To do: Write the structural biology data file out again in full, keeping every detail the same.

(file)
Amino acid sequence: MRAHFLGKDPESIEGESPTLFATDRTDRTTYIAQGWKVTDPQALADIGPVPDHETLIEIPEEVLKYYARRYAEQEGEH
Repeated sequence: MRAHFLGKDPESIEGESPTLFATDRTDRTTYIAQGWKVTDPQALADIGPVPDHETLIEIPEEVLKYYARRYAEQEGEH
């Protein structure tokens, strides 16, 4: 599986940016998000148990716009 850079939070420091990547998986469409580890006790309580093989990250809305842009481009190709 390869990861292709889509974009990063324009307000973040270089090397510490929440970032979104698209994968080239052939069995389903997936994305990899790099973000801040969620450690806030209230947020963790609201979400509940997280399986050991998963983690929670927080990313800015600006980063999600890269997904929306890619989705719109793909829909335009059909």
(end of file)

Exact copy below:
Amino acid sequence: MRAHFLGKDPESIEGESPTLFATDRTDRTTYIAQGWKVTDPQALADIGPVPDHETLIEIPEEVLKYYARRYAEQEGEH
Repeated sequence: MRAHFLGKDPESIEGESPTLFATDRTDRTTYIAQGWKVTDPQALADIGPVPDHETLIEIPEEVLKYYARRYAEQEGEH
């Protein structure tokens, strides 16, 4: 599986940016998000148990716009 850079939070420091990547998986469409580890006790309580093989990250809305842009481009190709 390869990861292709889509974009990063324009307000973040270089090397510490929440970032979104698209994968080239052939069995389903997936994305990899790099973000801040969620450690806030209230947020963790609201979400509940997280399986050991998963983690929670927080990313800015600006980063999600890269997904929306890619989705719109793909829909335009059909």